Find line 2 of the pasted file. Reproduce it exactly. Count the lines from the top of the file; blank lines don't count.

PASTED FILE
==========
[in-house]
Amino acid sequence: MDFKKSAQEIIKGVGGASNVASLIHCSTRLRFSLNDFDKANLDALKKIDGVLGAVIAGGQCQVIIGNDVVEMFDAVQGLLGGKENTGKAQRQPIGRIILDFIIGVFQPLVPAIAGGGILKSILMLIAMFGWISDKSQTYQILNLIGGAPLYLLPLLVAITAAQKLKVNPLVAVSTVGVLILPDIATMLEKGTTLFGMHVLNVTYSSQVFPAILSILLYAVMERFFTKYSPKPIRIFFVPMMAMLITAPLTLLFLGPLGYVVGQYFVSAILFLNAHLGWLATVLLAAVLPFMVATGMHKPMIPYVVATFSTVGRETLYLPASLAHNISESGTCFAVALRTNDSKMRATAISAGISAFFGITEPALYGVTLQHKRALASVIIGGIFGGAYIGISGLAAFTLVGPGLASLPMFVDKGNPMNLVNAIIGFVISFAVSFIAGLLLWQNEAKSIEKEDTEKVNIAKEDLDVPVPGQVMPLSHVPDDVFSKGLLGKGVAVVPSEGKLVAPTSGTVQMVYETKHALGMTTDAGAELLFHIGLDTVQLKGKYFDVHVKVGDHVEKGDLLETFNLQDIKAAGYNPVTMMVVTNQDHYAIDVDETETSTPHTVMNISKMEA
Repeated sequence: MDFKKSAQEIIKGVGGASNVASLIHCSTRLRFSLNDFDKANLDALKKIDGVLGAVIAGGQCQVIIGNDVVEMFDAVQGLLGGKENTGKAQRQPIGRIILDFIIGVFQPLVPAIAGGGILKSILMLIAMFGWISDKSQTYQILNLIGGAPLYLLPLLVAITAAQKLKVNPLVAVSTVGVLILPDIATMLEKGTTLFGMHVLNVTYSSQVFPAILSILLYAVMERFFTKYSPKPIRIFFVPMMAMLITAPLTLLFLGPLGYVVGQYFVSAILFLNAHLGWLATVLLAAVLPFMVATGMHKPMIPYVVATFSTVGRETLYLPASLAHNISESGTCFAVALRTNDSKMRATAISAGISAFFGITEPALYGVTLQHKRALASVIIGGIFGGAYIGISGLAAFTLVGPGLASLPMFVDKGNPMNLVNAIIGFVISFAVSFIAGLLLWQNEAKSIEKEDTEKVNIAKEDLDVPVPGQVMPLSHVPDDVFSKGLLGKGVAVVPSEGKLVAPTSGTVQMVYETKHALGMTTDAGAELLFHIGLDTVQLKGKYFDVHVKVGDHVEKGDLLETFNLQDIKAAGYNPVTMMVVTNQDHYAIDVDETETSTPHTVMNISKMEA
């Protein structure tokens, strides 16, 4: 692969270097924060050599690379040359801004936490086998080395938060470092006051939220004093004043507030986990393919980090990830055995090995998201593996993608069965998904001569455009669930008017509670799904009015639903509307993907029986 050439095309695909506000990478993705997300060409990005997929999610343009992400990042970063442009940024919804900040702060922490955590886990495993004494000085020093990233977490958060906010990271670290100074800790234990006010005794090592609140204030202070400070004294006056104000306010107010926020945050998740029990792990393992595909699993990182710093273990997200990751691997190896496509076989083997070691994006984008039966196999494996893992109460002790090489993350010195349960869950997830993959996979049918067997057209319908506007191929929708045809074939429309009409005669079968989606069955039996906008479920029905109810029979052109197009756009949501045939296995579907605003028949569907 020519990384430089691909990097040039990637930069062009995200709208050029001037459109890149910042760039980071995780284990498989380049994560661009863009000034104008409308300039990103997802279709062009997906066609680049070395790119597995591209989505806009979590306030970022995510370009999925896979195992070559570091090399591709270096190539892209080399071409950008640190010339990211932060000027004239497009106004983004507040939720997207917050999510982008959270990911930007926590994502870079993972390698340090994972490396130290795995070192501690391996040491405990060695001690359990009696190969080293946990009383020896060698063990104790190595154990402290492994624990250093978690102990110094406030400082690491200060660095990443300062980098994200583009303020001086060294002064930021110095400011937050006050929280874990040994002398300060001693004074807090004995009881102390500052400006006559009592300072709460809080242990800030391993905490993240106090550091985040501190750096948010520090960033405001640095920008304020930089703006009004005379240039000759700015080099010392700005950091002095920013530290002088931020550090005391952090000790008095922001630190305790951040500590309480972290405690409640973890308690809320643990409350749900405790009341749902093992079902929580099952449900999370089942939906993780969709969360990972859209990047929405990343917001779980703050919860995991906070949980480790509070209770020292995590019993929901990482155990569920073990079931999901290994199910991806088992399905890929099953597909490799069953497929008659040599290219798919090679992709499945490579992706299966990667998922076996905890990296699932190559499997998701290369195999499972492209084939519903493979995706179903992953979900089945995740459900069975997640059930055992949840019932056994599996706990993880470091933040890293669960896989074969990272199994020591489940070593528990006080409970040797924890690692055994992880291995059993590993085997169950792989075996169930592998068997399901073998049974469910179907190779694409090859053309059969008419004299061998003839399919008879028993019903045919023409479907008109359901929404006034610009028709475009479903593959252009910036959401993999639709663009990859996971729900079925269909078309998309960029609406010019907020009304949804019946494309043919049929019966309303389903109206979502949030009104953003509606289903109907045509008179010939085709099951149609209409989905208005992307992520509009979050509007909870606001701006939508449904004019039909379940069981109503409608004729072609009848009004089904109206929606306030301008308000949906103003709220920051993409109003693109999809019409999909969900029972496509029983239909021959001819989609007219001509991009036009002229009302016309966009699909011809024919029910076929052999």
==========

Amino acid sequence: MDFKKSAQEIIKGVGGASNVASLIHCSTRLRFSLNDFDKANLDALKKIDGVLGAVIAGGQCQVIIGNDVVEMFDAVQGLLGGKENTGKAQRQPIGRIILDFIIGVFQPLVPAIAGGGILKSILMLIAMFGWISDKSQTYQILNLIGGAPLYLLPLLVAITAAQKLKVNPLVAVSTVGVLILPDIATMLEKGTTLFGMHVLNVTYSSQVFPAILSILLYAVMERFFTKYSPKPIRIFFVPMMAMLITAPLTLLFLGPLGYVVGQYFVSAILFLNAHLGWLATVLLAAVLPFMVATGMHKPMIPYVVATFSTVGRETLYLPASLAHNISESGTCFAVALRTNDSKMRATAISAGISAFFGITEPALYGVTLQHKRALASVIIGGIFGGAYIGISGLAAFTLVGPGLASLPMFVDKGNPMNLVNAIIGFVISFAVSFIAGLLLWQNEAKSIEKEDTEKVNIAKEDLDVPVPGQVMPLSHVPDDVFSKGLLGKGVAVVPSEGKLVAPTSGTVQMVYETKHALGMTTDAGAELLFHIGLDTVQLKGKYFDVHVKVGDHVEKGDLLETFNLQDIKAAGYNPVTMMVVTNQDHYAIDVDETETSTPHTVMNISKMEA